In 1966 - 67, he led a nucleus of revolutionaries from Bolivia, Cuba, and Peru who fought to overthrow the military dictatorship in Bolivia. In the process, they sought to forge a Latin America-wide movement of workers and peasants that could lead the battle for land reform and against U.S. imperialist domination of the continent and advance the struggle for socialism. Guevara was wounded and captured on Oct. 8, 1967. He was shot the next day by the Bolivian military, after consultation with Washington.
As part of the commemoration of this anniversary in Cuba, dozens of articles, speeches, and interviews by those who worked with Che were published, dealing with the Cuban revolution, its impact in world politics, and the actions of its leadership. Many of Guevara's collaborators and family members have spoken at conferences and other meetings, bringing Che to life for a new generation and explaining the importance of his rich political legacy today. These materials contain many valuable firsthand accounts and information, some of which are being written down and published for the first time. They are part of the broader discussion taking place in Cuba today on how to advance the revolution.
The Militant is reprinting a selection of these contributions, along with related material such as the article above, as a weekly feature, under the banner "Che Guevara and the Cuban Revolution."
We are reprinting it here as a final, twelfth part to the series of articles and speeches by those who knew and worked with Guevara that the Militant reprinted at the end of 1997 under the rubric "Che Guevara and the Cuban Revolution."
The article is copyright 1997 by Le Monde diplomatique, and reprinted by permission. The translation, subheadings, and footnotes are by the Militant.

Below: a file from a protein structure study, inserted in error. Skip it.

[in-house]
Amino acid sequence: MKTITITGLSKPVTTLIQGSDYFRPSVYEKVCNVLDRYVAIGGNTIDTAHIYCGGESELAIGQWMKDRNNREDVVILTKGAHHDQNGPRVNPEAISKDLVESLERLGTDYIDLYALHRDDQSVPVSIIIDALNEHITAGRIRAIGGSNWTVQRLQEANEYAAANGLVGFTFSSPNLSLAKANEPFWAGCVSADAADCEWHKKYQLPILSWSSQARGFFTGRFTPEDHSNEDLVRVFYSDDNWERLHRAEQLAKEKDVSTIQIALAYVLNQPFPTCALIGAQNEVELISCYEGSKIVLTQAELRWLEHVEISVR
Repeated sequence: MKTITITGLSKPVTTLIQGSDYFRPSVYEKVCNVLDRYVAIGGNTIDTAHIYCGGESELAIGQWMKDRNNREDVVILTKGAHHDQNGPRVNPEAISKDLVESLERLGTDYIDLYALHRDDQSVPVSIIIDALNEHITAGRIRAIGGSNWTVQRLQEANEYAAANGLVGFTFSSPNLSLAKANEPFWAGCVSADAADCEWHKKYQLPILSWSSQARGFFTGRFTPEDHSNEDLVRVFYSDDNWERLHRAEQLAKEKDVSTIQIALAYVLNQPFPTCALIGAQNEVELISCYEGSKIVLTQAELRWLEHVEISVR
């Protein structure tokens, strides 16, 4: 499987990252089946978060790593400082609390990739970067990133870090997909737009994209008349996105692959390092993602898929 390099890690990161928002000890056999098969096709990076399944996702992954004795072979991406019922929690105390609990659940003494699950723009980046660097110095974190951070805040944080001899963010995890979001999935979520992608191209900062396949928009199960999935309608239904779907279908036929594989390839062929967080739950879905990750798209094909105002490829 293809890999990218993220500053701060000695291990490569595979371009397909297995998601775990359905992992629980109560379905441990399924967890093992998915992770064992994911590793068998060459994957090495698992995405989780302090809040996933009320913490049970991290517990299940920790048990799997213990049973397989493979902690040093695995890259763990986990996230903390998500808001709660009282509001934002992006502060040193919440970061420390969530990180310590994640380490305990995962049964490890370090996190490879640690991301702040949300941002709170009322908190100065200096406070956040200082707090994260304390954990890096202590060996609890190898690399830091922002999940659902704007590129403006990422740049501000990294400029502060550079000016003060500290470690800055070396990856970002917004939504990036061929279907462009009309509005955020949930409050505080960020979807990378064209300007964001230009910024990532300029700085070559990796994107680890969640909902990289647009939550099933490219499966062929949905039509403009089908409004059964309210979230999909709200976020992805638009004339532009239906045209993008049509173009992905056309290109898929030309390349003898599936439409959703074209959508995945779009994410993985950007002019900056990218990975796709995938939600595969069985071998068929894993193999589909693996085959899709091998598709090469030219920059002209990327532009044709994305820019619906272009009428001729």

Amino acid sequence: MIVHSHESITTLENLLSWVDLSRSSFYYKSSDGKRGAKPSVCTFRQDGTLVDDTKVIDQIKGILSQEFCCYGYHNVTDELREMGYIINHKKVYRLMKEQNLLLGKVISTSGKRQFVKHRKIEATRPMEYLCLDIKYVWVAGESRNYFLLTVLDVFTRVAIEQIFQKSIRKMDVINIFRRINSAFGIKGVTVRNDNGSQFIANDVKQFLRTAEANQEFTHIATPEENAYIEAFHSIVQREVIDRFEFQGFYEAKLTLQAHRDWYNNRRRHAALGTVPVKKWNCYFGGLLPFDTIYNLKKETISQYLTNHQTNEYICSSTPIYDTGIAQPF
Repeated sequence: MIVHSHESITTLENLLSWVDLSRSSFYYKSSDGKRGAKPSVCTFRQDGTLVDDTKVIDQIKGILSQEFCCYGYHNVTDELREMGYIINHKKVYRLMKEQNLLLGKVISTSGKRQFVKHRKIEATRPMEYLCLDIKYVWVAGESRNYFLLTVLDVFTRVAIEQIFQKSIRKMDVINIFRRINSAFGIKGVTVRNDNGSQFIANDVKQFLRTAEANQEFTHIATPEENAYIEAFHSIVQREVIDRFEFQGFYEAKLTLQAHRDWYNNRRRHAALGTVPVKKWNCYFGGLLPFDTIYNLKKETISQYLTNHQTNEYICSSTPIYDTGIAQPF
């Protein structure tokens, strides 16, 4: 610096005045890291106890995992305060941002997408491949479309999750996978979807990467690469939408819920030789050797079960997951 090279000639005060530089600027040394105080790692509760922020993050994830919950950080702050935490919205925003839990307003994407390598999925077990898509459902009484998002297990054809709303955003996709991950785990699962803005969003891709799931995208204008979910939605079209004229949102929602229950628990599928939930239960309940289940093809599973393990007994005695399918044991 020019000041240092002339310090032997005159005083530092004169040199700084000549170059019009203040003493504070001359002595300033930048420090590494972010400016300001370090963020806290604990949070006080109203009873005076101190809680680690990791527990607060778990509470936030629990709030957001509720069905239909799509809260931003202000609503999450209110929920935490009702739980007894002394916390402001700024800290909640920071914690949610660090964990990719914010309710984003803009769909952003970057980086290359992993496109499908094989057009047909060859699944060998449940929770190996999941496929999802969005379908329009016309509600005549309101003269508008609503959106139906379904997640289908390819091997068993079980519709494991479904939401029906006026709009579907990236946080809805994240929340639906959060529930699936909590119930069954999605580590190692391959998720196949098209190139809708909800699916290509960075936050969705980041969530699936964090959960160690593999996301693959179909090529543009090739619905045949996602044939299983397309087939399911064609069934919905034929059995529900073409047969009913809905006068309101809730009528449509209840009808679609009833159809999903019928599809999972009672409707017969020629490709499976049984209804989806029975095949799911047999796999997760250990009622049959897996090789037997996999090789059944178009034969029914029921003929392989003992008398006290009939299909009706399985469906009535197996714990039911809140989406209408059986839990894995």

For thirty years Che Guevara has been challenging our consciences. From beyond space and time, we hear Che's call, which demands that we answer: yes, only the revolution can sometimes transform man into a being of light. We saw this light illuminating his naked body lying somewhere in distant Ñancahuazú,(1) in the photographs that appeared in newspapers all over the world. The message of his final gaze continues to touch the depths of our soul.
Che was a courageous fighter, but a conscious one, with a body weakened by asthma. Sometimes, when I climbed with him to the Chréa heights overlooking the town of Blida, I saw him suffer an attack that turned him green in the face. Anyone who has read his Bolivian diary knows in what poor health he faced the terrible physical and mental ordeals with which his path was strewn.
It is impossible to speak of Che without speaking of Cuba and the special relations which united us, since his story and his life were so closely bound up with the country that became his second home before he turned to wherever the revolution called him.
I first met Ernesto "Che" Guevara in the autumn of 1962, on the eve of the international crisis around the missile affair and the United States blockade of Cuba.(2) Algeria had just achieved independence and formed its first government. As head of that government, I was due to attend the September 1962 session of the United Nations in New York at which the Algerian flag would be raised for the first time over the UN building, a ceremony marking the victory of our national liberation struggle and Algeria's entry into the concert of free nations.
Visits to Washington and Havana
The National Liberation Front's political bureau had decided that the trip to the United Nations should be followed by a visit to Cuba. More than just a visit, it was intended as an act of faith demonstrating our political commitment. Algeria wished to emphasize publicly its total solidarity with the Cuban revolution, especially at this difficult moment in its history.